Suttas: contextualized teaching of doctrines Vinaya: monastic rules taught on the specific occasions of transgressions Abhidhamma: analytic description of the constituent features of existence: thoughts, feelings, sensory functions, etc.


composed in Pāli and transmitted orally composed over many centuries: 500-200 BCE, systematized at two ‘Councils’ (5-4th c BCE)

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The Names of the Buddha

 Buddha (to wake, to know, to understand: there are several Buddhas, not just one) Shakyamuni (the sage from the tribe of the Sakyas) Gotama (family name); this is also a name for sages in the Upanisadic literature (Uddalaka Aruni is sometimes known as Guatama)  Siddhartha (he who has achieved his goal; this name is only used in later texts) Tathagata (tathaa gata - one who has gone; (tathaa aagata - one who has come thus, arrived); (tatha aagata - one who has come to the truth) Bhagavad – Lord, Blessed One (this is how he is most referred to in the Pali Canon) several names show their description of the Buddha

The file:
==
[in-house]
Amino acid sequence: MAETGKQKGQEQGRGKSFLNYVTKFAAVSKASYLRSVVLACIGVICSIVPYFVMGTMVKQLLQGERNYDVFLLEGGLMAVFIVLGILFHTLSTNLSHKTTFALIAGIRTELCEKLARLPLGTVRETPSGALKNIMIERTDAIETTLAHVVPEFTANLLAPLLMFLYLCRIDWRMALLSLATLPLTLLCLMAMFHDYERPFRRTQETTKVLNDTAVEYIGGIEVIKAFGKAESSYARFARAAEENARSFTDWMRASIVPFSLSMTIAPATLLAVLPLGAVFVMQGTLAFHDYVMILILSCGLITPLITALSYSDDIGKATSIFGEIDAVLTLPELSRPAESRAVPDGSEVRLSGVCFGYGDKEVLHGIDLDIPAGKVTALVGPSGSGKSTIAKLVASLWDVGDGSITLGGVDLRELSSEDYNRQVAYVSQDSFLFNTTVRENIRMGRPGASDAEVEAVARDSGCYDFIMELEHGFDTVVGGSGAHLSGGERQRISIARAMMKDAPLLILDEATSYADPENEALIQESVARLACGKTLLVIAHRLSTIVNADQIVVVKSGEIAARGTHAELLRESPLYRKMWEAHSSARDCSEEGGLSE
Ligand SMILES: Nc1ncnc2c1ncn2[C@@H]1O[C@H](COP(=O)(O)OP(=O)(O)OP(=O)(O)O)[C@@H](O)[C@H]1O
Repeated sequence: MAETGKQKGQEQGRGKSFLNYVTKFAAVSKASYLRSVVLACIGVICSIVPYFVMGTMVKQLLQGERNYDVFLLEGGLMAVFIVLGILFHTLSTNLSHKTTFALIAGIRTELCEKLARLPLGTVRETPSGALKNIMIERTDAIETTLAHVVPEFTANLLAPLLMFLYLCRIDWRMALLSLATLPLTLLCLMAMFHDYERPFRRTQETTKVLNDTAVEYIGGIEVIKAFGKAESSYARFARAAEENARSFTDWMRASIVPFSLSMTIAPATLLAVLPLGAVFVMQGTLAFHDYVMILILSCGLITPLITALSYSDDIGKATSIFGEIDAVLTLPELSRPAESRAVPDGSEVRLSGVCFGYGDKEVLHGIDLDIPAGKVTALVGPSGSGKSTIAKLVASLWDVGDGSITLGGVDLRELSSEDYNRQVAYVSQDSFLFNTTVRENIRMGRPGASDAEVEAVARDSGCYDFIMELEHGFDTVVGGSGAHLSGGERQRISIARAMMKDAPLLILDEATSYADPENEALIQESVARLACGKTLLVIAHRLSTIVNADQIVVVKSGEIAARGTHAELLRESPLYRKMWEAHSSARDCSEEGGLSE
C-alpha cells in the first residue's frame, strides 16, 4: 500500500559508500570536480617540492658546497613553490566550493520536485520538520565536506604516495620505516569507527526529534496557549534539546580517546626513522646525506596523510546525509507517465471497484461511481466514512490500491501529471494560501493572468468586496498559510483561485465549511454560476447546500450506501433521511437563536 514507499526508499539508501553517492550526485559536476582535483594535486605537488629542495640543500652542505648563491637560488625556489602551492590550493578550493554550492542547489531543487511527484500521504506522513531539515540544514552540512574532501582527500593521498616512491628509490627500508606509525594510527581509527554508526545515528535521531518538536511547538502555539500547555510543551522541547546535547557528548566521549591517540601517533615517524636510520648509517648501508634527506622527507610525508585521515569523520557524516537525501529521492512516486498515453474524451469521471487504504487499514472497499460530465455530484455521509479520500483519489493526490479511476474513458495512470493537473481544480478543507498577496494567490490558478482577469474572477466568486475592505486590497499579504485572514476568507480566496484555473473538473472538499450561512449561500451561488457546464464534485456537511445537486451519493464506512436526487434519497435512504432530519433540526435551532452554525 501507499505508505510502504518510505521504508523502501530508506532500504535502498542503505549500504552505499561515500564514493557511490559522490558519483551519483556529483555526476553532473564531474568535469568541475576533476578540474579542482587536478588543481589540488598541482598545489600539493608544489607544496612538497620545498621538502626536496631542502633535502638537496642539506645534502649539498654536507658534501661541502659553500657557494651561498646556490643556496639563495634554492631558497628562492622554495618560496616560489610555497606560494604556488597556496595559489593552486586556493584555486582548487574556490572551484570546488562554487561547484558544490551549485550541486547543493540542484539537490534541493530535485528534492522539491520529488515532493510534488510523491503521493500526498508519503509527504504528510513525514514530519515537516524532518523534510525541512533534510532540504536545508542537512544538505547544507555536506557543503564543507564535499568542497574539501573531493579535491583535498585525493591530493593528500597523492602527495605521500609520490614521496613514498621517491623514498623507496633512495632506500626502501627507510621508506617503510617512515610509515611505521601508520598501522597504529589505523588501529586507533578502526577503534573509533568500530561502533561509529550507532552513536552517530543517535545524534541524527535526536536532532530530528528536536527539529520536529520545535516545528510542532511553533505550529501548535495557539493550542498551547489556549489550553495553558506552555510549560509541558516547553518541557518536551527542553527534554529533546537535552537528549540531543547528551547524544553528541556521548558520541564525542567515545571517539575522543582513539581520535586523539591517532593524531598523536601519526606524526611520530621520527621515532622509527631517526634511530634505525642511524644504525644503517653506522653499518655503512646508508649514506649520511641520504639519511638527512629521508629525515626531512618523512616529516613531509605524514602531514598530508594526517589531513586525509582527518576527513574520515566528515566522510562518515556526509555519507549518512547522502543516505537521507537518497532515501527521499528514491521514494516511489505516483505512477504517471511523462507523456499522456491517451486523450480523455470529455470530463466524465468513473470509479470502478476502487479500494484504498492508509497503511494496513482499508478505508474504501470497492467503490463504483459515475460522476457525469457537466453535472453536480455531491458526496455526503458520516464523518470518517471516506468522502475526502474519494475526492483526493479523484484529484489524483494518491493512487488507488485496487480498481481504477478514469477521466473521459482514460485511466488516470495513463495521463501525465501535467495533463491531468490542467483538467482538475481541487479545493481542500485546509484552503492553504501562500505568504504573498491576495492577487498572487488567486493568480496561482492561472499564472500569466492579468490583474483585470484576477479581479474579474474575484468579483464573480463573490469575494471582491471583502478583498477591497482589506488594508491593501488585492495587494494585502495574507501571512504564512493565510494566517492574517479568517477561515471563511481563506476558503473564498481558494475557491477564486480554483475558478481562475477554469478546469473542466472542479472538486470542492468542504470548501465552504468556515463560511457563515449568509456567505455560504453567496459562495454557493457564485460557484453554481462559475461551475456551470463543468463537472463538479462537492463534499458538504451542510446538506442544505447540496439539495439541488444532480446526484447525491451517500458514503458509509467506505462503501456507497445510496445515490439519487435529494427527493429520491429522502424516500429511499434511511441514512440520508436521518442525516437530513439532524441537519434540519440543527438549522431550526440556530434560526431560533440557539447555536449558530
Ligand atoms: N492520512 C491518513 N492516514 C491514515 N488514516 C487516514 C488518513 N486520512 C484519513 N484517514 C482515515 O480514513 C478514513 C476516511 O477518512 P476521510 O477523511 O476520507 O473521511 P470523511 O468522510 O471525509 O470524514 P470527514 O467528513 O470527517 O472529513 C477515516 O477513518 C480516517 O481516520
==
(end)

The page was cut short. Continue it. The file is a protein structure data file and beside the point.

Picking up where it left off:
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The Buddha's life story

descent froma celestial realm, the Tusita heaven mother dreams of elephant Brahmins interpret dream birth out of mother’s side announcement of destiny life of luxury in palace four sights years of wandering enlightenment under the banyan tree years of teaching final nirvana

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My notes- buddhas life story

India thought teachers anon - but what they teach important 
Deliberate ideas content phil> important than Buddha
Another model -> Buddhas life > important than what he's teaching
Biographical narrative begins India -> Buddha